Tendring: Council makes Olympic legacy pledge

HOPES a long-term commitment to sport will help provide a home-grown medallist at the next Olympic Games have been revealed in north Essex.

After an inspiring summer of success for Team GB and the opportunity to celebrate further Paralympic triumph in the coming weeks, Tendring District Council has resolved to take full advantage of the nation’s renewed appetite for sport.

A dedicated team will now explore opportunities to develop and promote sports and facilities in the area. Council leaders met to discuss the achievements of Britain’s athletes at London 2012 and consider possibilities in the lead up to the next Games in Rio de Janeiro, agreeing to put new emphasis on encouraging participation in sport.

The new venture will include engagement with role models and investigating significant funding opportunities, while continuing to manage existing sporting need, and obligations to health and local accessibility.

Council leader Neil Stock told the cabinet he was optimistic that this year’s Olympics and Paralympics would increase participation in sports, raise personal aspirations and increase awareness of the wide range of different sports that were available in Tendring.

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He also shared his hope that a local resident would be a medal winner at the Rio de Janeiro 2016 Olympic Games.

Medal-winning athletes from Essex this summer included Chloe Rodgers, who won bronze in the hockey, sailor Saskia Clarke, who narrowly missed out on gold, and Harlow-born cyclist Laura Trott who took gold medals in the team pursuit and the Omnium.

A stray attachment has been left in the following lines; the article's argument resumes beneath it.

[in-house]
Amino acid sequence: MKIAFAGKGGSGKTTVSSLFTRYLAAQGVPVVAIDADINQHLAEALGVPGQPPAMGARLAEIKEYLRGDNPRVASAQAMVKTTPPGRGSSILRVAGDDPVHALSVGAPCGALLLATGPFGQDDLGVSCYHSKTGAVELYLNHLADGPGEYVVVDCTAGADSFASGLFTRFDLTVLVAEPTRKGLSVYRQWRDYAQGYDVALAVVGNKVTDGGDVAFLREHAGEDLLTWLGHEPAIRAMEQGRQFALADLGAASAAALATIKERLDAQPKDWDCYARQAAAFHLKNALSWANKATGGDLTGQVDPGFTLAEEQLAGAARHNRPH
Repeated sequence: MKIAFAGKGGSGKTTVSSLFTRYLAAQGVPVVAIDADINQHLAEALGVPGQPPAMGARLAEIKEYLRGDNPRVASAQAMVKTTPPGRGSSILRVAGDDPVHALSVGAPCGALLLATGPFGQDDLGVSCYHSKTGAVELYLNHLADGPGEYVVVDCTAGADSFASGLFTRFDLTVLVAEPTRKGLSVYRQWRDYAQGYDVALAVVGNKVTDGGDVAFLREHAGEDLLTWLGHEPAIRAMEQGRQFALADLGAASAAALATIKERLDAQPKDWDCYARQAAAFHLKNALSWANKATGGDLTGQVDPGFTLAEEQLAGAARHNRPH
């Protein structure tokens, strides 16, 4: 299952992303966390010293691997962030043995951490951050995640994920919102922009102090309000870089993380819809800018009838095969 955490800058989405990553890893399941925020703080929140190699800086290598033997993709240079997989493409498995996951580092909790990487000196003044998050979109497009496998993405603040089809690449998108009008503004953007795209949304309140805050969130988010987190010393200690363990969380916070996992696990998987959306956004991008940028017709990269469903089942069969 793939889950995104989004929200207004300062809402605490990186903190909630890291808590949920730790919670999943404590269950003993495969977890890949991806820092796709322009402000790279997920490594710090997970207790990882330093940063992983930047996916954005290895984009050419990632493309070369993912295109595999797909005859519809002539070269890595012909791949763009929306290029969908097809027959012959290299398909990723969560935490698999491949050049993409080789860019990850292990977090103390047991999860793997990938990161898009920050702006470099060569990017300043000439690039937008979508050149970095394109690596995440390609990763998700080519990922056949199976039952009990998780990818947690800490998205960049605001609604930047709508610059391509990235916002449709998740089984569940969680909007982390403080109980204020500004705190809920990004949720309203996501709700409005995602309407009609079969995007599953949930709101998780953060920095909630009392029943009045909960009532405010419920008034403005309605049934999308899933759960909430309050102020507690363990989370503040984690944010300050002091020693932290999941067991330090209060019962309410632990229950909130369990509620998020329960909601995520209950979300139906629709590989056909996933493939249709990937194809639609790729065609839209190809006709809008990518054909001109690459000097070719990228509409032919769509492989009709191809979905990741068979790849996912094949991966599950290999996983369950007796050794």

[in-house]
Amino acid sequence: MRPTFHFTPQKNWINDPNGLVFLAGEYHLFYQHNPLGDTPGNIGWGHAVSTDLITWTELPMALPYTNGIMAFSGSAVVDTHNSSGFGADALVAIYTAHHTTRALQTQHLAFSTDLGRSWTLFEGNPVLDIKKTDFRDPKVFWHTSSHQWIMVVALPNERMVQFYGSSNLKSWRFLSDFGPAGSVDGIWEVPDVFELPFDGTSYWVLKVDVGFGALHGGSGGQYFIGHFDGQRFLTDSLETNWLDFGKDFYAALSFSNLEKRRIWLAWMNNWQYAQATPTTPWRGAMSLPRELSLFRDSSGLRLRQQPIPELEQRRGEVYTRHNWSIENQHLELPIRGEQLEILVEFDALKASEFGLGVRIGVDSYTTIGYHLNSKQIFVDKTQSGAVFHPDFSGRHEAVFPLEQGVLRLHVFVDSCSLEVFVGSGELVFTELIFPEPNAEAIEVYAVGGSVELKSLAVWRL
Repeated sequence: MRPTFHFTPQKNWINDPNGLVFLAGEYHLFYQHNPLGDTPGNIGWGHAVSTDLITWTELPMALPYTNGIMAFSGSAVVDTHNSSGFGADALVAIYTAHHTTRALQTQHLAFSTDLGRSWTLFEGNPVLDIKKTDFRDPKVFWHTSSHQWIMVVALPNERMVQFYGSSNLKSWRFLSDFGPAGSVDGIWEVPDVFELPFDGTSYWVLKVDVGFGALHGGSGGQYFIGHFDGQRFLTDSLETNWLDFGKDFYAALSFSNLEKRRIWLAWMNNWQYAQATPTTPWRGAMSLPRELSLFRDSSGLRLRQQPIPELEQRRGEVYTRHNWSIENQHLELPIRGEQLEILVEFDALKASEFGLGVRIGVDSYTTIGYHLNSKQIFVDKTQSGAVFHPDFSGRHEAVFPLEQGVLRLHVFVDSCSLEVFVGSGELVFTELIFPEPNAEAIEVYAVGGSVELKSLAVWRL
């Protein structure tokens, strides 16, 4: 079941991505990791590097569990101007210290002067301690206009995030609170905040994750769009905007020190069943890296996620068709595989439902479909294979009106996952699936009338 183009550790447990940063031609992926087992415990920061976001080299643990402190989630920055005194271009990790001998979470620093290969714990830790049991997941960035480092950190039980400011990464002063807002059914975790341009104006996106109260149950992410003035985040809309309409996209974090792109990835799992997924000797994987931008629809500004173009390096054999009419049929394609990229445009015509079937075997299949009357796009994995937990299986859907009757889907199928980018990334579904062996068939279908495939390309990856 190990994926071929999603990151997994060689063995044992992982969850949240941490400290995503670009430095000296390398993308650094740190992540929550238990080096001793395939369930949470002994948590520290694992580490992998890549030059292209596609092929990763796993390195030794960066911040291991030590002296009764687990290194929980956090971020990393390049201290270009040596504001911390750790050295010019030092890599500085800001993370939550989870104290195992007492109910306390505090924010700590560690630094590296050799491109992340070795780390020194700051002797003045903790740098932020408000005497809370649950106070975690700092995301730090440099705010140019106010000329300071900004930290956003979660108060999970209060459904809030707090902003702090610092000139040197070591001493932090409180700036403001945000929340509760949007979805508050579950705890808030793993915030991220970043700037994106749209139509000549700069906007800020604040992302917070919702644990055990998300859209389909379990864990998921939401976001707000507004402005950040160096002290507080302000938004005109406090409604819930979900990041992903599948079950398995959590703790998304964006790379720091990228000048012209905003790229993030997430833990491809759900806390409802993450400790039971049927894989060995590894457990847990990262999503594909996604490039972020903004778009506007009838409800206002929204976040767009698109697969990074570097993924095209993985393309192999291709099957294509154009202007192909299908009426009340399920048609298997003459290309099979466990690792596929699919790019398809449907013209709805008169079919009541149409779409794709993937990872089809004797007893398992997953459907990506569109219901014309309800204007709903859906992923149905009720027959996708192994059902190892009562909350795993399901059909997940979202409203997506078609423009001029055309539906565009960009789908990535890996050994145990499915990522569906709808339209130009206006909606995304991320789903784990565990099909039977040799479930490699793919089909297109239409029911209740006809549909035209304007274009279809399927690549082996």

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The county already runs a successful Team Essex Ambassadors scheme involving Olympic and Paralympic athletes, and Tendring District Council now wants to help maintain the momentum set by Britain’s medal-winners.

Brightlingsea was home to the late Olympic and world champion sailor Reg White and is just a few wards from Mersea Island, which this summer celebrated the success of local silver medalist Saskia Clark. But Tendring was left lamenting a lack of athletic achievement at the London Games.

Mr Stock said: “It goes without saying that we would love to have a medallist and see a gold letter-box in one of or towns.

“It could be said that Essex as a whole was poorly represented, when you consider Yorkshire’s boast of finishing above most countries in the medal table.

“I was once inspired by Sebastian Coe and Steve Ovett to become a middle-distance runner. I was rubbish in the races but I worked my socks off and learned so much about motivation and determination. Those skills can be applied in other areas of life as we get older.

“We want to increase participation in sport. The Government has talked about investment in sporting excellence and the Big Lottery Fund is also available to community projects. We can’t expect to have a velodrome in every town but it would be fantastic to tap into that funding to build facilities.

“It will require a shift in emphasis from leisure and a change of ethos towards professional sport. I’m not suggesting closing our leisure centres but there is no reason we can’t have an Olympic pool in Tendring.”

Mr Stock said he would be considering appointing a new portfolio holder to oversee the development of sport in the district. He added that the council’s new commitment would not be performed with the sole intention of producing a medal-winner. “That is not just what we want to achieve,” he said. “It’s about more than simply five minutes of glory.

“Anthony Ogogo is a great example of someone from a coastal town. Not only has he lifted Lowestoft, but his generation will be inspired by his success.”

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